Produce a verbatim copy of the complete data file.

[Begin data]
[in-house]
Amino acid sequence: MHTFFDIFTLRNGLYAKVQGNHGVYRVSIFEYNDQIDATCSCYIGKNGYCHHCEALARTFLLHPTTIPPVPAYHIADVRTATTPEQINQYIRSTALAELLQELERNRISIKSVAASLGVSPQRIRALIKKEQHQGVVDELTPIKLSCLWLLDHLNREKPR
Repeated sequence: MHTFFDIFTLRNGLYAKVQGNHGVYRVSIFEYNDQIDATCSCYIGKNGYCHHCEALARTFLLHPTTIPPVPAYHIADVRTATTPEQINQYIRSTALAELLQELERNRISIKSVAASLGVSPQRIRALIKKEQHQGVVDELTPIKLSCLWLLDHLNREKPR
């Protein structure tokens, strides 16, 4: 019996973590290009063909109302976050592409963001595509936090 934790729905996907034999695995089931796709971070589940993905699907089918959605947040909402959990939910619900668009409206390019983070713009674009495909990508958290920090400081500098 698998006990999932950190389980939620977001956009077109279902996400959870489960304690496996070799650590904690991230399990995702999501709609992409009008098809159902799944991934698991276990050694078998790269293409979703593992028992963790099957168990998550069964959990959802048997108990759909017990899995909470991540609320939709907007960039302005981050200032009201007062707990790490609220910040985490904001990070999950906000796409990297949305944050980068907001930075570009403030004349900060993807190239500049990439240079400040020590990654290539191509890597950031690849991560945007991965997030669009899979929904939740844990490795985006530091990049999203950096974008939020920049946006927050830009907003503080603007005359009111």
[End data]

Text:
[in-house]
Amino acid sequence: MHTFFDIFTLRNGLYAKVQGNHGVYRVSIFEYNDQIDATCSCYIGKNGYCHHCEALARTFLLHPTTIPPVPAYHIADVRTATTPEQINQYIRSTALAELLQELERNRISIKSVAASLGVSPQRIRALIKKEQHQGVVDELTPIKLSCLWLLDHLNREKPR
Repeated sequence: MHTFFDIFTLRNGLYAKVQGNHGVYRVSIFEYNDQIDATCSCYIGKNGYCHHCEALARTFLLHPTTIPPVPAYHIADVRTATTPEQINQYIRSTALAELLQELERNRISIKSVAASLGVSPQRIRALIKKEQHQGVVDELTPIKLSCLWLLDHLNREKPR
């Protein structure tokens, strides 16, 4: 019996973590290009063909109302976050592409963001595509936090 934790729905996907034999695995089931796709971070589940993905699907089918959605947040909402959990939910619900668009409206390019983070713009674009495909990508958290920090400081500098 698998006990999932950190389980939620977001956009077109279902996400959870489960304690496996070799650590904690991230399990995702999501709609992409009008098809159902799944991934698991276990050694078998790269293409979703593992028992963790099957168990998550069964959990959802048997108990759909017990899995909470991540609320939709907007960039302005981050200032009201007062707990790490609220910040985490904001990070999950906000796409990297949305944050980068907001930075570009403030004349900060993807190239500049990439240079400040020590990654290539191509890597950031690849991560945007991965997030669009899979929904939740844990490795985006530091990049999203950096974008939020920049946006927050830009907003503080603007005359009111």